2. How soon should you speak to your children about this?
    3. as soon as they have a camera, a phone with a camera, access to a webcam
    4. or when they begin to play with your phone.
  4. If someone takes an intimate, private, personal picture (or video) of you ask them to delete it. Make sure you see that it has been deleted. If you are not interested in sharing this personal photo (or video) with all of your friends, family, co-workers, future in-laws or husband, then ask for it to be deleted. Make sure you see that it has been deleted.
    1. If the picture(s) (or videos) was taken by a professional make certain you own the copyright - no exceptions.
    2. make sure you own / have the original memory card the photos (or videos) were taken on - or see they are deleted.
  5. If someone has compromising pictures or video of you be firm in your request for them to delete it. Let them know you are serious about your privacy and security. Do not be intimidated. Get help if you need it. Parents, School, Police anyone with authority in most countries the owning and distributing pictures or video of anyone "underage" is illegal.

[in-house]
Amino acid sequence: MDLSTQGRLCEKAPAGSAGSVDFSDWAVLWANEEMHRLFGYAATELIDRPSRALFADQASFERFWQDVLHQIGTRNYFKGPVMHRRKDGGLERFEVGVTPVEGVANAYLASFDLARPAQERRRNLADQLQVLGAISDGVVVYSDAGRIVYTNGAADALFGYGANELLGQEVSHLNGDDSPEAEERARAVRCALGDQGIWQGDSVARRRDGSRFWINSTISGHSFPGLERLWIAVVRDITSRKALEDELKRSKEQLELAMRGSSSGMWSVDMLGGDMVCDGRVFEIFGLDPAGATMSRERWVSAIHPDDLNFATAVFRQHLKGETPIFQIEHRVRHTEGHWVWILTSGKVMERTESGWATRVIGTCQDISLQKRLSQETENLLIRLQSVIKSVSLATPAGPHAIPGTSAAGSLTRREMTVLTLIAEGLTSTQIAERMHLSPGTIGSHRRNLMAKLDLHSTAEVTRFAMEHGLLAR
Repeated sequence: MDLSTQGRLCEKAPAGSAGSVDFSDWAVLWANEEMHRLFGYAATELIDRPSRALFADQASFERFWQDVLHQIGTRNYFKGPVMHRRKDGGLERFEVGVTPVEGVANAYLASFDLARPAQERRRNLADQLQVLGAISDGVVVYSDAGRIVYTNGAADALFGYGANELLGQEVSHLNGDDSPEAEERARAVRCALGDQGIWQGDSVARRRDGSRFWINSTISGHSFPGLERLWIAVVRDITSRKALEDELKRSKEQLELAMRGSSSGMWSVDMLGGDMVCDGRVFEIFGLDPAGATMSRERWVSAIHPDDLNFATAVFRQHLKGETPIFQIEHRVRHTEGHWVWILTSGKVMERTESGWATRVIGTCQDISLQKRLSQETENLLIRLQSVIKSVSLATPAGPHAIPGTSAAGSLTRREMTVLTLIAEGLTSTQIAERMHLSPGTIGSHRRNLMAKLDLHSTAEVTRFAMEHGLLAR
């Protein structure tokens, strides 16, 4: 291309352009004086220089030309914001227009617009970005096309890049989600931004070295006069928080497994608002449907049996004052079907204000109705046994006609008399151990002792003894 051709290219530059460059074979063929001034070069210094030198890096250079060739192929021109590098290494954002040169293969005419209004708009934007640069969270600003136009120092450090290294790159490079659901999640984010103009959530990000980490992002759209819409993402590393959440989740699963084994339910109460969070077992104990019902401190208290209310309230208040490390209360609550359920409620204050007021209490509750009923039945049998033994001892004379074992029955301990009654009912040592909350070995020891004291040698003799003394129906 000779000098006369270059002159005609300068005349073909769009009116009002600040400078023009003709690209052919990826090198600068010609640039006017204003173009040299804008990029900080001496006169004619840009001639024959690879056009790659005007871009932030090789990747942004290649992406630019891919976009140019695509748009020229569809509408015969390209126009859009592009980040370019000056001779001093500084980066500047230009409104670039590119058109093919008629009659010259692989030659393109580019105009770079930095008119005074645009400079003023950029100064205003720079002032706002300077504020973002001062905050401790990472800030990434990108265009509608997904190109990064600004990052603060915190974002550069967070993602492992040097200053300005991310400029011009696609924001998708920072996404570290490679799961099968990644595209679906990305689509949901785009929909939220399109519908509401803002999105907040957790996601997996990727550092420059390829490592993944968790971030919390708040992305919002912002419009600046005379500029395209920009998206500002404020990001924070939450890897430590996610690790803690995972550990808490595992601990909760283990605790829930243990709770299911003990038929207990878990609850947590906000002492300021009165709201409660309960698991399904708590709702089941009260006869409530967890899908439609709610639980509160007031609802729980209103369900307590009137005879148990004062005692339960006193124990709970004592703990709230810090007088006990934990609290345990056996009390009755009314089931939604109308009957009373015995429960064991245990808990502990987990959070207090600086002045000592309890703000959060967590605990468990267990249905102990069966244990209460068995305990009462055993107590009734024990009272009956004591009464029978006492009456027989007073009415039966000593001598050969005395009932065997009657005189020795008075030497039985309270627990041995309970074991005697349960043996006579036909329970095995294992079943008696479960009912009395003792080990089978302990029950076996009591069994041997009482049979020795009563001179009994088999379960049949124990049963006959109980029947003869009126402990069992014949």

6. Friends don't let friends get photographed (or video'd) in compromising positions or in various stages of undress. Especially when partying. This is no funny. Remember everyone at the party you are at has a camera and is connected to the internet. Gone are the days of innocently "flashing the camera".